Curious Rat

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The TWiT Network and Why It’s So Damn Important

It was killed before its time. Some say it was ahead of its time. Regardless, TechTV was a network on the cutting edge - not just in terms of the technology it covered, but in the way it promoted tech news as more than just a niche industry. On TechTV, gadgets and science were as important as wars and healthcare reform on CNN or Fox News.

When the station was bought by G4 and turned into “SpikeTV Lite”, it lost 99% of everything that made it so special and while Olivia Munn is smart and sexy, the continuous loop of COPS episodes and Japanese game shows is not.

Relegated to the not-so-far ends of the Web, Leo Laporte, TechTV’s grand poohbah and the guy everybody used to “call for help”, founded a new station, however this one was different - it was online.

The TWiT (This Week in Tech) network was started by Leo Laporte in 2005 as a recorded dinner conversation among several former TechTV-ers after covering that year’s Macworld Expo in San Francisco. What started as an informal conversation among friends turned into arguably the biggest tech-focused Internet television and radio station.

So, why am I writing this? If it’s so big, what more could it possibly need? That’s easy; it needs to be mainstream.

Ask any non-techy if they’ve ever heard of TWiT and they’ll most likely think you’re talking about your ex-girlfriend. Remind them of Leo Laporte and they’ll probably go, “Oh yeah, that guy in the Hawaiian shirts who helped people fix their computers?” Leo is a tech icon and, not to sound overly butt-kissy, but inspired me to take the leap into tech journalism in the first place, which is why it irks me that TWiT is not as mainstream as it should be.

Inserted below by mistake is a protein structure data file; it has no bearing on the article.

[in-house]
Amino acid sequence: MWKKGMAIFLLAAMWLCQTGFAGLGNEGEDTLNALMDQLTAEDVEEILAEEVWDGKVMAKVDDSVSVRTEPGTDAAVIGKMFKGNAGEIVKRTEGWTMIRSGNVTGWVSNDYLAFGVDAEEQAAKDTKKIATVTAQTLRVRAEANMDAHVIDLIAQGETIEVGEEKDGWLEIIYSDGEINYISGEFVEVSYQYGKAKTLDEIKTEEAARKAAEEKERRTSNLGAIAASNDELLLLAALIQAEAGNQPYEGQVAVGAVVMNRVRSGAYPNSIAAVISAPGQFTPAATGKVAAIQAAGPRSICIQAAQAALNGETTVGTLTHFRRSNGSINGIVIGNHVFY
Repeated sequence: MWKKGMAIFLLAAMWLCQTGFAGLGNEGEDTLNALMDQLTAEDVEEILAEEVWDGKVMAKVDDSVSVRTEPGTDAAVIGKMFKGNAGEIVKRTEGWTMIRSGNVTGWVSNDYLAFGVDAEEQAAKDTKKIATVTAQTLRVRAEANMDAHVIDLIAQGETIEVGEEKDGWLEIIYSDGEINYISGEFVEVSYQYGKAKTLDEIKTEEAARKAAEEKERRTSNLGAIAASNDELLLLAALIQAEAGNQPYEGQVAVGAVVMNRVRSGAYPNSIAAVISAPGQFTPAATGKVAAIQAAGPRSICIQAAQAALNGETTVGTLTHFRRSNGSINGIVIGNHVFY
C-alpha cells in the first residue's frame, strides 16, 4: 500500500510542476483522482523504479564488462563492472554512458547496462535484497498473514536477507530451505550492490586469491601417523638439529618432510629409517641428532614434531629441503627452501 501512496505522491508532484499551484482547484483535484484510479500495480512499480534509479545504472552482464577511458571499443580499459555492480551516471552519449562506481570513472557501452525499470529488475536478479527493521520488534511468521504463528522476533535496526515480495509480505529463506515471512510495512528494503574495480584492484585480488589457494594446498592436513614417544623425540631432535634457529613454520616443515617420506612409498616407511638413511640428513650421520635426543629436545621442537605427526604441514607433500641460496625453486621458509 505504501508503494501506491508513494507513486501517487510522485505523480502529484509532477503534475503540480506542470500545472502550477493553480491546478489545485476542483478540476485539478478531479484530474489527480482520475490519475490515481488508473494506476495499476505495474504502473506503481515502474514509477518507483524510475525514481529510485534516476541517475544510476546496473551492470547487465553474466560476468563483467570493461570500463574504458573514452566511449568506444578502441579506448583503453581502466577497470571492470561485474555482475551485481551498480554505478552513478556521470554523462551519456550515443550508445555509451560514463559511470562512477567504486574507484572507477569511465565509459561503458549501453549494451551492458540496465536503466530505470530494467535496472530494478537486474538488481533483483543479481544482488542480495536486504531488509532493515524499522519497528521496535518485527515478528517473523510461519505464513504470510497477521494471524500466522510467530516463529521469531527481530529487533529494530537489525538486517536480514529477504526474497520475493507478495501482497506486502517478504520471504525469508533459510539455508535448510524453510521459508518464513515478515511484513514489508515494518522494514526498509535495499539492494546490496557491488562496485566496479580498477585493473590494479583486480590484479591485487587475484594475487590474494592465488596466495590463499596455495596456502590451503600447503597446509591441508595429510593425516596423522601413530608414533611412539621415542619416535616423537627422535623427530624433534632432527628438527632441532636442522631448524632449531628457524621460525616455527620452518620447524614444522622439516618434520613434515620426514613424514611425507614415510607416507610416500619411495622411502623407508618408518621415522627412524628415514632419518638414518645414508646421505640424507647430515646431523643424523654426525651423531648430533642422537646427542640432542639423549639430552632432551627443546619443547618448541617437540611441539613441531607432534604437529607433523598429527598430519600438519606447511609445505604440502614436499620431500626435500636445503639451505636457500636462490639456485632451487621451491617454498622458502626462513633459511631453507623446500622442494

Technology is no longer a “and on the lighter side of news” topic. It affects our daily lives, from our PCs to our BlackBerries, and as such, should be more prominently featured within the “mainstream media”. It’s fine to wax philosophical about Tiger Woods’ cheating for 12 hours on CNN, but various European governments are plotting ways to ban their citizens from accessing the Internet forever should they get caught illegally downloading a song and it barely gets a two-minute segment on MSNBC.

There’s a serious deficit in the quality of news that is reported today because news organizations are run by expensive suits who don’t have the time to pay attention to what’s going on outside their offices. They’re slaves to email, yet they don’t care about what’s on the horizon - what may be coming to replace email in the near future.

Leo said on episode 215 of This Week in Tech that TechTV

“…failed because advertisers really didn’t have faith in broadcasting intended for intelligent audiences. Advertisers thought, intelligent people are going to watch the ads, they’re just going to decide what to buy because they’re intelligent, we can’t influence them. And I wanted to make the point to these young people and these people in transition that in fact you could do a smart network – TWiT’s been nothing but aimed at intelligent people – and make a living.”